Within a few months of following the Wahls Protocol, I was back and better than before. I now have a hard time holding in my enthusiasm when it comes to talking about food as medicine. Food is powerful and worked better for me than eight years of antibiotics and failed MS injections. It has been almost three years that I have been in remission and I have lost 100 pounds eating great-tasting food and never starving myself. I do not count calories or restrict fat, but I do restrict dairy, grains and sugar. I love the new me!
My brain works differently now than it used too. I look back at my entire life and wonder if gluten had always caused issues for me. My gluten issues are not digestion-related they are brain-related. I did have one accidental bite of gluten in a restaurant since starting the diet. I immediately lost my eyesight and balance as I was trying to walk out of the restaurant. On the drive back to the hotel that night I had a major panic attack driving over a bridge. I do not like bridges, but it had never resulted in a panic attack before. And three days later I lost the feeling in my legs and that lasted nine months. I was so upset. I felt like I had failed the diet. And then I realized it just means the diet really works if you follow it. Gluten is evil in my body and I have no plans to ever let it in again.
I am slightly bitter about my whole ordeal. No one should be treated this way and the sad thing is my story is not uncommon or the worst. There are thousands of horror stories in the Lyme community. We really need help raising Lyme awareness. But I am also grateful for who I have become through this journey. I love the new me and I can honestly say before I got sick I did not love myself or appreciate life. The new me is inspired, passionate and just happy to be here.
I am also working to get the laws changed in our state. Last year I testified in favor of SB916 to the Oregon Senate (skip to 56:17 for my testimony) which would have allowed doctors in Oregon more freedom and flexibility in their Lyme disease treatment protocols, instead of having their hands tied by the CDC, which controls how most states define and treat Lyme disease. Currently the CDC uses the Infectious Disease Society of Americas (IDSA) guidelines. The National Guidelines Clearinghouse–a federal database that provides treatment information to health care professionals and insurance companies–has removed the IDSA Lyme disease treatment guidelines from its website because it is outdated. In my opinion, these guidelines are dangerous, causing too many people to be undiagnosed and undertreated, leading to what is termed Chronic Lyme Disease. In 2006, the then Connecticut Attorney General Richard Blumenthal filed an antitrust investigation against the IDSA. The IDSA settled the antitrust investigation by agreeing to review its guidelines in a public hearing. Shockingly, the panel for the hearing was exclusively IDSA members and of course they endorsed their own society’s guidelines. If you do some research into some of the IDSA members you will find many conflicts of interest, including decades-long financial relationships with Lyme disease vaccine manufacturers. Unfortunately the bill in Oregon was killed, and patients continue to fight for their right to be treated in states across the nation. For more information on the “conspiracy” surrounding Lyme disease, watch the Academy Award-nominated documentary Under Our Skin and the sequel Under Our Skin 2: Emergence.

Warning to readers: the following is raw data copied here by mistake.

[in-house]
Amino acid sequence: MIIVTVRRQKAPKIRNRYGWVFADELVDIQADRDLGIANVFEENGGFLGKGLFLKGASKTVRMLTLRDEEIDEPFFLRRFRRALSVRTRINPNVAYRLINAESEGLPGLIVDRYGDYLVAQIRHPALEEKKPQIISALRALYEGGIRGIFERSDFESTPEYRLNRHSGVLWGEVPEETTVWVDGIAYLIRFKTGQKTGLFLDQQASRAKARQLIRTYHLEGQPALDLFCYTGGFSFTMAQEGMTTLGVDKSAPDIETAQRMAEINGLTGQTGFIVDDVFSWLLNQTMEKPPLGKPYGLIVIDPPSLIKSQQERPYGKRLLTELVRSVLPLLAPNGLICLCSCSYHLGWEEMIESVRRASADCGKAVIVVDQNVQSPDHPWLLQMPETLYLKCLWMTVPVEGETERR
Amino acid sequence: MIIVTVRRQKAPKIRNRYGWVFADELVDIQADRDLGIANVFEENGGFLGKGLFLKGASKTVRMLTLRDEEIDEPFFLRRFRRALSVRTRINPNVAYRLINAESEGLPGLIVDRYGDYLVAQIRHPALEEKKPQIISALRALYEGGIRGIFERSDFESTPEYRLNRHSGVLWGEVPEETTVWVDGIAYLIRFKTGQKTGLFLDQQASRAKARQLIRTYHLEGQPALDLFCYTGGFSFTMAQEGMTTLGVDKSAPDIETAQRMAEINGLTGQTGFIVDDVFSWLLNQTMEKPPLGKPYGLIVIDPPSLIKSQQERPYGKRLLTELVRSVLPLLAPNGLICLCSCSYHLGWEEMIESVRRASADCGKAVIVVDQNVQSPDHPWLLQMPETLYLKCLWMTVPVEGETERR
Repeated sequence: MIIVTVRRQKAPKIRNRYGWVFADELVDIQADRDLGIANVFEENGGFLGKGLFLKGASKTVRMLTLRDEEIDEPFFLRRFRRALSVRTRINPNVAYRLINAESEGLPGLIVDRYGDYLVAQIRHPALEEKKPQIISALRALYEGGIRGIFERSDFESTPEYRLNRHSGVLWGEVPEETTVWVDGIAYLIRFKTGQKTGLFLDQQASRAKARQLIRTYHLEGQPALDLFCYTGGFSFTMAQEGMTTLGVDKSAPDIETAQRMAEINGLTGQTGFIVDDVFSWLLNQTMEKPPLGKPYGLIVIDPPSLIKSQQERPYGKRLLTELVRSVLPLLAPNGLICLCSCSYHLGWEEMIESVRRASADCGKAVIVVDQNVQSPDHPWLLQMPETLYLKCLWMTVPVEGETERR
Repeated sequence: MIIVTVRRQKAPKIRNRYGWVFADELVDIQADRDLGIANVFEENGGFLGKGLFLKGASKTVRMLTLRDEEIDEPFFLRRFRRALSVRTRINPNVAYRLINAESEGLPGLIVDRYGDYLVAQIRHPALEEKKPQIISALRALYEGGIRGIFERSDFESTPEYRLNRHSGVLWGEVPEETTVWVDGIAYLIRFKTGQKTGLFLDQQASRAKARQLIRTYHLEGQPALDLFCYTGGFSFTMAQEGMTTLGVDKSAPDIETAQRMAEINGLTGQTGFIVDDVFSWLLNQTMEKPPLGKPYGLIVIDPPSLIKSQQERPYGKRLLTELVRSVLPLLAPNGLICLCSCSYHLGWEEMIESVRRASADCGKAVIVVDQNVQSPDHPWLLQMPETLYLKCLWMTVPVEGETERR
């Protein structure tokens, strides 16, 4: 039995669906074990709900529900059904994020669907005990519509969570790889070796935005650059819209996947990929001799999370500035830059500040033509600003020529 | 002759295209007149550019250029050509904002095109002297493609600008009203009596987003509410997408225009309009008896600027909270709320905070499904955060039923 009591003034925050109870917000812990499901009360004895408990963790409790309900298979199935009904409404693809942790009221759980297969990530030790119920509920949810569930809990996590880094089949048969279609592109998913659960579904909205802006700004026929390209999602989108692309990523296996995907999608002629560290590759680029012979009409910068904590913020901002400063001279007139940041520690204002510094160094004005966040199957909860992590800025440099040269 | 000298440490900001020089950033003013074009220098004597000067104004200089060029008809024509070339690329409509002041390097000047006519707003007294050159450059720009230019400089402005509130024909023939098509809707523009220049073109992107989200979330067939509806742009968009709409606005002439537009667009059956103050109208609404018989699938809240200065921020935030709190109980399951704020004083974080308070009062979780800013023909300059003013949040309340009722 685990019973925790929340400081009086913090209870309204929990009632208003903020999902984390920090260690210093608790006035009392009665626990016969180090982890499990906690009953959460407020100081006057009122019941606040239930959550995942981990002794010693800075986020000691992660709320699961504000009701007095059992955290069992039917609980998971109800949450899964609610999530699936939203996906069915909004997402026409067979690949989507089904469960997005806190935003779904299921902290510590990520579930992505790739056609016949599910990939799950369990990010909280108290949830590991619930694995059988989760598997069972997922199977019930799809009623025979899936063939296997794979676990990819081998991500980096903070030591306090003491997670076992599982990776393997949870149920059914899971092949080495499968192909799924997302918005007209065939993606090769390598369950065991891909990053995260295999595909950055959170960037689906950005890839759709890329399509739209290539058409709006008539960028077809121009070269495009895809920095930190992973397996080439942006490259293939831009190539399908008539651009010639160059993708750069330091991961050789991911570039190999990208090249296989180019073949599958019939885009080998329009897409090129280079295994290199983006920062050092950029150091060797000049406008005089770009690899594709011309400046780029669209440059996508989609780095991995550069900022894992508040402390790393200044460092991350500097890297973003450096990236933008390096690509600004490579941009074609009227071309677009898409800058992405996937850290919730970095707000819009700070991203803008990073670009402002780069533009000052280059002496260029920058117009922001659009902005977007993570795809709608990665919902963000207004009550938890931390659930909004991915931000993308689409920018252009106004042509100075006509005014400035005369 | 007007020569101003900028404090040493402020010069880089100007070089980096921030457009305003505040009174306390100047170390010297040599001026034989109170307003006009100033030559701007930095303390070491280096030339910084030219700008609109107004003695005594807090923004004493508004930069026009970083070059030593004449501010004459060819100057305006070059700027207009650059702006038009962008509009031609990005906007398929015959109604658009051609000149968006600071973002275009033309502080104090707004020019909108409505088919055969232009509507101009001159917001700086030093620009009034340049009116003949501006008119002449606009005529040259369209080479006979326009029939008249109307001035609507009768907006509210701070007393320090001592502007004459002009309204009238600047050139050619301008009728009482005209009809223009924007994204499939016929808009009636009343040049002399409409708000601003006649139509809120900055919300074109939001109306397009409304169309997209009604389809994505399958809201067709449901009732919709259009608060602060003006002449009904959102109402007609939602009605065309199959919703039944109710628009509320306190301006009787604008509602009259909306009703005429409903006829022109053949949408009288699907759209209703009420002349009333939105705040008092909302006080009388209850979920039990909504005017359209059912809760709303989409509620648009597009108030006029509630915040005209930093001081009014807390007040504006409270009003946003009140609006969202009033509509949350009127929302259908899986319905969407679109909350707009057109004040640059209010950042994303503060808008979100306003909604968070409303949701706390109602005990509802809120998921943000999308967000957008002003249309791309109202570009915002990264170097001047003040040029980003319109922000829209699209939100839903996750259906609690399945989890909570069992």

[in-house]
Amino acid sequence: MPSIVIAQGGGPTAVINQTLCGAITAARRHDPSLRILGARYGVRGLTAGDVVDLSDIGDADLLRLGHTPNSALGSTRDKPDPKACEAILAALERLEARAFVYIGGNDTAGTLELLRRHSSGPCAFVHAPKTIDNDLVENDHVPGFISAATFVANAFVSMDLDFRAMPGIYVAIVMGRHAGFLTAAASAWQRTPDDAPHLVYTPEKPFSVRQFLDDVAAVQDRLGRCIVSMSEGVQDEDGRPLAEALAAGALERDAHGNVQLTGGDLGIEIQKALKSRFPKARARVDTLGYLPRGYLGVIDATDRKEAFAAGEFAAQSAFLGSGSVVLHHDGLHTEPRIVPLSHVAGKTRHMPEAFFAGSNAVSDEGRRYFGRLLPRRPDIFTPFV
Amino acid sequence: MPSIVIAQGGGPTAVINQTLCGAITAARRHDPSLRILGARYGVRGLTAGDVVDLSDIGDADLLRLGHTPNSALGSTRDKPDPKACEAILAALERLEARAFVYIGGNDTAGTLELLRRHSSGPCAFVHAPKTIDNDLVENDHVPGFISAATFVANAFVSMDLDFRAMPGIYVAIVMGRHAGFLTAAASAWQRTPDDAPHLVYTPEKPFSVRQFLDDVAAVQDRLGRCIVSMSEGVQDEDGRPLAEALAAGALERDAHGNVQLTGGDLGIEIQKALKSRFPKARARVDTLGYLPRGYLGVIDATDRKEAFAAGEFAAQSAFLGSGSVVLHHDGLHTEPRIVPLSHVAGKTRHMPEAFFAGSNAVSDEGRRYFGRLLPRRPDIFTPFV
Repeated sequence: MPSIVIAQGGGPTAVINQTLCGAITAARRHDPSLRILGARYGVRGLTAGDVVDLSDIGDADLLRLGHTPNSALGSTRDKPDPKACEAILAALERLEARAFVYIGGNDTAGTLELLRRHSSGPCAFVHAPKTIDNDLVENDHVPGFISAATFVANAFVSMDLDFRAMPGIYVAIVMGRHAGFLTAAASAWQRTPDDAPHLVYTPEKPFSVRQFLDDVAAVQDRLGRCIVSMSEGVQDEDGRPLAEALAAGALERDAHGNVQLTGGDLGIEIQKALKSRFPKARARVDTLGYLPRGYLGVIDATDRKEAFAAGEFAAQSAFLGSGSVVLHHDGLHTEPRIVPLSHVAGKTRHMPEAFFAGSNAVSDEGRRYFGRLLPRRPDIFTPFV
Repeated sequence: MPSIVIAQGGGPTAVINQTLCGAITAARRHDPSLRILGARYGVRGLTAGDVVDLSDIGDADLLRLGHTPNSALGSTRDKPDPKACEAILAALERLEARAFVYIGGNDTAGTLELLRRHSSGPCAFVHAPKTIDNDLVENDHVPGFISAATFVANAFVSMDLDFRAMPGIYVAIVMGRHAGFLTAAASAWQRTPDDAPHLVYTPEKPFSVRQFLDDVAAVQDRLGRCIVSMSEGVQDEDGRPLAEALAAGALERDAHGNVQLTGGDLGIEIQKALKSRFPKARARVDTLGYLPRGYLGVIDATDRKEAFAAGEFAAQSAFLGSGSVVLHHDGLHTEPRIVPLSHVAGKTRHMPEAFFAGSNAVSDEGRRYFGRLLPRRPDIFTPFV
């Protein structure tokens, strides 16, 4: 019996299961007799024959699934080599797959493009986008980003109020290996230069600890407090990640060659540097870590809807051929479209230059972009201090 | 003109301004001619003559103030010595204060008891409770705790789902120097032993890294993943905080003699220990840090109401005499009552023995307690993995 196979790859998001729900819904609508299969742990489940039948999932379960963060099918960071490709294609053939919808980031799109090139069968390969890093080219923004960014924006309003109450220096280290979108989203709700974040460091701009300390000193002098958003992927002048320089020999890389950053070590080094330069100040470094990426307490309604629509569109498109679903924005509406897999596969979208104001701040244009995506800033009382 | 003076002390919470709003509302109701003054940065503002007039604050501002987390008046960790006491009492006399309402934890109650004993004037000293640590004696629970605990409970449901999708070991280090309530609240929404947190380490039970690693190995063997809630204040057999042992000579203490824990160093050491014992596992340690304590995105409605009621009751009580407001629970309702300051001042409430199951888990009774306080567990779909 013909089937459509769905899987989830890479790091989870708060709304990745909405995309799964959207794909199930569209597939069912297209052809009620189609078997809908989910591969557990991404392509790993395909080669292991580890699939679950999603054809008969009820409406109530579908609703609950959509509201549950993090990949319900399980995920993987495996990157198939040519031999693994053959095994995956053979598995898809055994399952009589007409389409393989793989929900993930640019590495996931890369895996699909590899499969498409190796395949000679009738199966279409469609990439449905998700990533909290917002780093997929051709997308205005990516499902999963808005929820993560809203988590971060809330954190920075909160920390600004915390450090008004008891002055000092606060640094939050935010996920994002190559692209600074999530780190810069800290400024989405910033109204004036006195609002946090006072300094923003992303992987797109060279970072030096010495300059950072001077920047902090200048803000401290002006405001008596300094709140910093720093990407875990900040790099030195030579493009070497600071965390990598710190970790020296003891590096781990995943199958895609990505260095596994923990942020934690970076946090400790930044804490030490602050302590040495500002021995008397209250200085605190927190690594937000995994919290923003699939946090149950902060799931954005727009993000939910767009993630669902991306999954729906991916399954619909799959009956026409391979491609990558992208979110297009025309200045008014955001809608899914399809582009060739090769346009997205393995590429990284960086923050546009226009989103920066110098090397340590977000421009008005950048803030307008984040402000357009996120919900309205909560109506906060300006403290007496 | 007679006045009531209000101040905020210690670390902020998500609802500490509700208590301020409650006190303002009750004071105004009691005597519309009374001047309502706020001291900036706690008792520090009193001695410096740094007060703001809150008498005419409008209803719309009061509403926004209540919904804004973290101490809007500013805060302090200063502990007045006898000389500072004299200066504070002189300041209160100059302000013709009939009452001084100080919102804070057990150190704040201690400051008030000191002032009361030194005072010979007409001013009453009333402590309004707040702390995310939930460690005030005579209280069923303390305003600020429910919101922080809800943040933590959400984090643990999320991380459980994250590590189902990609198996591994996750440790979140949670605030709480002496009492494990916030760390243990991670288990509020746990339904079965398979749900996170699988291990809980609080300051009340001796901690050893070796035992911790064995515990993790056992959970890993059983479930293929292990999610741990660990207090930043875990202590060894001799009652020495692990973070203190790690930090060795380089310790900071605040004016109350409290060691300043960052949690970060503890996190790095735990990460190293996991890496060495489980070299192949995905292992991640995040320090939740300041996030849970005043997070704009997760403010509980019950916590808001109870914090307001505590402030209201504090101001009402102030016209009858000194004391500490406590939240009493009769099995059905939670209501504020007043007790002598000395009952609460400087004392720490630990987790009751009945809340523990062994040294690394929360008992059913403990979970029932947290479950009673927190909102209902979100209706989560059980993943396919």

The best thing I got from this was becoming a Nutritional Therapy Practitioner. I am absolutely inspired by how food healed me when years and years of antibiotics and the very best MS drugs could not. Food is powerful medicine and I plan on sharing that with the world. I went to school at the Nutritional Therapy Association. The NTA is all about real food for real people. I searched many schools and the one thing that really set the NTA above the others for me was the Functional Evaluation. As an NTP we are taught this skillset to perform on our clients. It is a hands-on evaluation that gives us information on how the body is functioning. Once we have base numbers on the different body systems we use Lingual Neural Testing (LNT) to test different supplements to find the best one for each individual client. That is one of my favorite things about the NTA, we focus in bio-individuality. No one person is the same and no one diet or supplement is right for every person.
My future is bright and my dreams are big. Not only do I want to help people find what foods are right for them, I want to grow their foods and raise animals. Please follow me at Real Food Inspired Me to watch the journey unfold!
Beth Schultz, NTP